Wednesday, April 03, 2013

Doctor Who: The Bells of St John

So Doctor Who returns for the second half of the latest season. I don't like this as it splits it all up and rather than being something to look forward to, which then runs for 14 or 20 weeks or whatever, Who becomes a blink and you miss it event ... but oh well.

'The Bells of St John'. Never was a story more misnamed. I suspect that they didn't know what to call it - 'The Return of the Intelligence', 'Connection Problems', 'The Curse of the Wi-Fi' ... those make sense, but the title they used refers to the TARDIS phone ringing when Clara calls and that's it - actually nothing to do with the actual story at all.

And the story ... well it's a light mishmash of everything that Steven Moffat has done before really. There's something real-world which goes scary (children, clockwork toys, statues, the dark ... and now Wi-Fi); a catch-phrase ('Are you my mummy?', 'Don't Blink!', 'Who put out the lights?' and now 'I don't know where I am!'); timey-wimey stuff; a manic Doctor; and a character who speaks so hip and knowing and arch that she comes over as being 'written' and 'developed' rather than natural.

So the Doc is in 1207 living as a monk whilst pondering the enigma which is Clara Oswold. Never mind why, he just is, okay! And then Clara calls him (or rather *a* Clara calls him - as we know, there are lots of them about) and wants to know why she can't get on the internet. She got the number from a woman in the shop ... so ... River Song? Clara is just plain daft ... doesn't everyone understand that you don't phone a help desk for something like that? Or maybe that's the point, she's meant to be daft (at least before the internetz are downloaded into her head ... or something ... but anyway, that's for later). But it's very 'written' and this is the main problem I have with her character. She's just not remotely believable!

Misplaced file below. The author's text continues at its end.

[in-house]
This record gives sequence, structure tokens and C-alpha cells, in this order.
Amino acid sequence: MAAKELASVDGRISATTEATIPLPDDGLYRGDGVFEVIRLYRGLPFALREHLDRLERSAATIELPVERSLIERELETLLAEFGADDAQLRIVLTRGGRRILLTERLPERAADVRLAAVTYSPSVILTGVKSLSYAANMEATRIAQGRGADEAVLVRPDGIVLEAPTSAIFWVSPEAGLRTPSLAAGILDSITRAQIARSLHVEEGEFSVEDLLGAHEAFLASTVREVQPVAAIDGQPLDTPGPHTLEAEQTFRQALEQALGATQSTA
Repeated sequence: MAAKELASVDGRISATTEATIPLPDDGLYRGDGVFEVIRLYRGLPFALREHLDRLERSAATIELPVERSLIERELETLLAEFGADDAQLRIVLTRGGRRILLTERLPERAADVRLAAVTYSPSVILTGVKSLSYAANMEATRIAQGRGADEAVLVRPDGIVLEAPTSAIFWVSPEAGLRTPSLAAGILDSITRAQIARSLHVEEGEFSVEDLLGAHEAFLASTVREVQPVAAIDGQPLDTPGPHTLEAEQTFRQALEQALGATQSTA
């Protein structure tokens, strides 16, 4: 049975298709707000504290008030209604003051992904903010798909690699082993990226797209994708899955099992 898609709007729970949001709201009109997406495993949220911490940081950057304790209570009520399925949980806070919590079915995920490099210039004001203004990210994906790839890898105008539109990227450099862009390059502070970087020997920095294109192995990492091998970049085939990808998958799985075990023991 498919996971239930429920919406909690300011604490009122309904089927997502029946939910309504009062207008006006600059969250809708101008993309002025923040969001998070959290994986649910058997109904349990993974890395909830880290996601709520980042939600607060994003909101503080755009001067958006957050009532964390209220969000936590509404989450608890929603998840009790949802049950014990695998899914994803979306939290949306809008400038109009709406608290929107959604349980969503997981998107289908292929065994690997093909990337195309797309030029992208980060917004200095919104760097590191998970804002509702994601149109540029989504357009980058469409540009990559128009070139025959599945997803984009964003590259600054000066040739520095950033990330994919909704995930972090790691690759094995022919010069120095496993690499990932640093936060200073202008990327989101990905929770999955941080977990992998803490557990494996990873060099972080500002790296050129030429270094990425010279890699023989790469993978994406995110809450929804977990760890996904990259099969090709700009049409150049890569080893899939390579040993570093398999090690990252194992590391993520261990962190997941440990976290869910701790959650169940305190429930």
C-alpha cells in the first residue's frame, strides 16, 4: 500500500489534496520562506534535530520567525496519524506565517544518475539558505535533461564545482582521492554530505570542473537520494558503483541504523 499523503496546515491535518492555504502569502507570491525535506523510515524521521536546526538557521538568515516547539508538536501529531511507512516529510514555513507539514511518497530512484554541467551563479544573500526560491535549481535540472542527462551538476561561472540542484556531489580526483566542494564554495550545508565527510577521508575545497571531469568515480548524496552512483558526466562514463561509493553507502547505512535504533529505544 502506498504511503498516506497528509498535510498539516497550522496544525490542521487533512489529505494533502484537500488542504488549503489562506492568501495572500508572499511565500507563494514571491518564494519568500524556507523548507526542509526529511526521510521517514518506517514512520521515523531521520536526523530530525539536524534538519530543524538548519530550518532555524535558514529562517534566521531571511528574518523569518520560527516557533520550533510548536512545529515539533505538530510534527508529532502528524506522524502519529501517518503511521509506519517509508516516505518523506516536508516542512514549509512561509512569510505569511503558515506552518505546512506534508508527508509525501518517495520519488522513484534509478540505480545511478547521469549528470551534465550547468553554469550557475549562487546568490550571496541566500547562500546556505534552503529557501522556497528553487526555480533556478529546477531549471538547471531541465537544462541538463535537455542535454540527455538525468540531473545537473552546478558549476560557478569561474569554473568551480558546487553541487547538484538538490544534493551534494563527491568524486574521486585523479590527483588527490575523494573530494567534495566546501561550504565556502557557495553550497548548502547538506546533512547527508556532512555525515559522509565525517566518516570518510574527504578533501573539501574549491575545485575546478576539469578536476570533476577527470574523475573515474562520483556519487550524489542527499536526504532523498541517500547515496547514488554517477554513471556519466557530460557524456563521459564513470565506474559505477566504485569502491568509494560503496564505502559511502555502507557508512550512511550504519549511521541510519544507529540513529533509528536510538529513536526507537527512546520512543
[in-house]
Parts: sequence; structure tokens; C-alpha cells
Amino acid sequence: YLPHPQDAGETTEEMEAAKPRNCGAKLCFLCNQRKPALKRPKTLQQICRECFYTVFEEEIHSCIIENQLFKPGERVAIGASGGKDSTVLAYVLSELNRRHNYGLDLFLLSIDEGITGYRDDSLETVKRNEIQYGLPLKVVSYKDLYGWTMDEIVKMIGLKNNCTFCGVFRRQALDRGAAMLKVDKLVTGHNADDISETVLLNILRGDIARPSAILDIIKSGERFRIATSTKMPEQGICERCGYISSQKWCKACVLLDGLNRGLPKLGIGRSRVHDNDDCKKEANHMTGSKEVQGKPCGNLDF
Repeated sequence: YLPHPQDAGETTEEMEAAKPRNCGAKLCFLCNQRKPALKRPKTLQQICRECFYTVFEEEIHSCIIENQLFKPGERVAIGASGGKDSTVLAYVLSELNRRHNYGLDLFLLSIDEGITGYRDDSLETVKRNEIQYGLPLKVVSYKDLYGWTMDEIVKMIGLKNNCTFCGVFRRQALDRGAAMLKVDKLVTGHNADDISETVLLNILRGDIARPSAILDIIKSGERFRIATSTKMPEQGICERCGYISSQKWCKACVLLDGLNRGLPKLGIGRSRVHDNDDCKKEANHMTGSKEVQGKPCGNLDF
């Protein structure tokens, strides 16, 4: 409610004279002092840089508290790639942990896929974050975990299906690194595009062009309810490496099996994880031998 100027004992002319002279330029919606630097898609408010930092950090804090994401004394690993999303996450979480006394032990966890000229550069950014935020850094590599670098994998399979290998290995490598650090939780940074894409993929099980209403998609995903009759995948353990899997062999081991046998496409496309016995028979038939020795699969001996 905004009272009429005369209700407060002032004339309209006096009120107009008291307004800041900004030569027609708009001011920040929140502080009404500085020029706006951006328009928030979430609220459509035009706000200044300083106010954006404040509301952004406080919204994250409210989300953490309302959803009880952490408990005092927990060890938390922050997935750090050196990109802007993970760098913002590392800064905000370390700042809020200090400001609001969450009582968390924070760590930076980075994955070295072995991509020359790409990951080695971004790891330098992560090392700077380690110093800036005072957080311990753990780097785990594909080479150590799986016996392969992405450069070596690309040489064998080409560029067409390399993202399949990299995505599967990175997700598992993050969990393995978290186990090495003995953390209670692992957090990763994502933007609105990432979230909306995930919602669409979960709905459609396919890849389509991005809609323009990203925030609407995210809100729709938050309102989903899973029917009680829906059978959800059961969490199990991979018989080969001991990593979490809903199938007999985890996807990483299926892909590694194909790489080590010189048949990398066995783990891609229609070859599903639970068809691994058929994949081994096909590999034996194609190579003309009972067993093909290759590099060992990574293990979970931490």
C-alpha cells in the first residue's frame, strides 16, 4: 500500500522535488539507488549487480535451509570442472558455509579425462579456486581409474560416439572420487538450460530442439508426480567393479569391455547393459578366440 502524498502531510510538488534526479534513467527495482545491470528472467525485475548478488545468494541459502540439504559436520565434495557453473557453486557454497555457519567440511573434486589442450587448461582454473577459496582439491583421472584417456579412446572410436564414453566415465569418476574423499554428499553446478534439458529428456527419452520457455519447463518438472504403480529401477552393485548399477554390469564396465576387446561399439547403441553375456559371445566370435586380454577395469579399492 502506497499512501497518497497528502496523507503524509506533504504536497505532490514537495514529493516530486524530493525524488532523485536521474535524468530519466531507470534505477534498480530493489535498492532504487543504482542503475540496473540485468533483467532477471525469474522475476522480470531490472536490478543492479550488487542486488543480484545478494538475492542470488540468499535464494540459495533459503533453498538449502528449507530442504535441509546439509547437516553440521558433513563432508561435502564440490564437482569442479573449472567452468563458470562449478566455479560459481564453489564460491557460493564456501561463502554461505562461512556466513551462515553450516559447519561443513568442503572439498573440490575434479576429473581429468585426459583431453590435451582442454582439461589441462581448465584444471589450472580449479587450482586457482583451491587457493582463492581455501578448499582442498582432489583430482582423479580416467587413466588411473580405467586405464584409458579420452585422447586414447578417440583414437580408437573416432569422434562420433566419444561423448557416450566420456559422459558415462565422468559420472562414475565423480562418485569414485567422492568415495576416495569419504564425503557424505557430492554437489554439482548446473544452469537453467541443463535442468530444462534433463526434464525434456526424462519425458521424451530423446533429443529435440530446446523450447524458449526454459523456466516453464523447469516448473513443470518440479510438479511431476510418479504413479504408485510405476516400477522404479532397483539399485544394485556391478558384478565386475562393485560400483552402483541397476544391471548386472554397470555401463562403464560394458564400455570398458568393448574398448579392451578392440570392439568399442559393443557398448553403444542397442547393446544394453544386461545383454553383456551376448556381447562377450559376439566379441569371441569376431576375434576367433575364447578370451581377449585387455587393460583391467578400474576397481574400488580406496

So the Doctor dashes in his TARDIS over to her gaffe to see her, but she's a bit bemused at this mad Monk arriving that she ignores him. But, having clicked on the Wi-Fi thingy, she's then confronted by a girl from a book written by Amelia Williams (aka Amy Pond, aka something the BBC can then make money selling) who uploads her into the internetz run by that woman off of Acorn Antiques.

We get a sort of lo-fi re-run of 'The Idiot's Lantern' with people trapped in telly screens for a while, but the Doctor changes his outfit and rescues her by making the 'spoonhead' put her mind back in her body (as the upload wasn't complete - sounds like the dial up like speeds we have here at the moment to me!).

Miss Kislet (Celia Imrie, the Acorn Antiques lady) is apparently only capturing clever people into her web for her client ... but then they can give them intelligence and knowledge when they do ... so that doesn't make sense then. Oh well. She can also control the people who work for her from her iPad ... convenient little slider controls to manage Conscience, Paranoia, Obedience and IQ. I wonder what the people who wrote the software thought they were developing ...

The 'spoonhead' thing was sent by Kislet, but there's no explanation as to how it got in Clara's house ... but it is established that it is needed to put Clara back in her body ... important point for later on. Kislet also recognises the TARDIS ... and for totally random reasons decides to crash a plane on the Doctor and Clara! Given that later she demonstrates that she can control anyone in range of Wi-Fi this seems a little extreme ... why not just get someone from one of the other houses to go and kill them ...

Anyway, in a nifty bit of wassname, the Doctor takes the TARDIS onto the plane and saves the day and the passengers, before heading for London to try and track down these Wi-Fi controlling people. While Clara uses her new computer skills to hack their systems and identify them all from Facebook, and to find out where they are, Kislet shows off to the Doctor by talking to him via random people in the café (a nice, creepy sequence really) while another 'Base Station' spoonhead looking like the Doctor re-uploads Clara.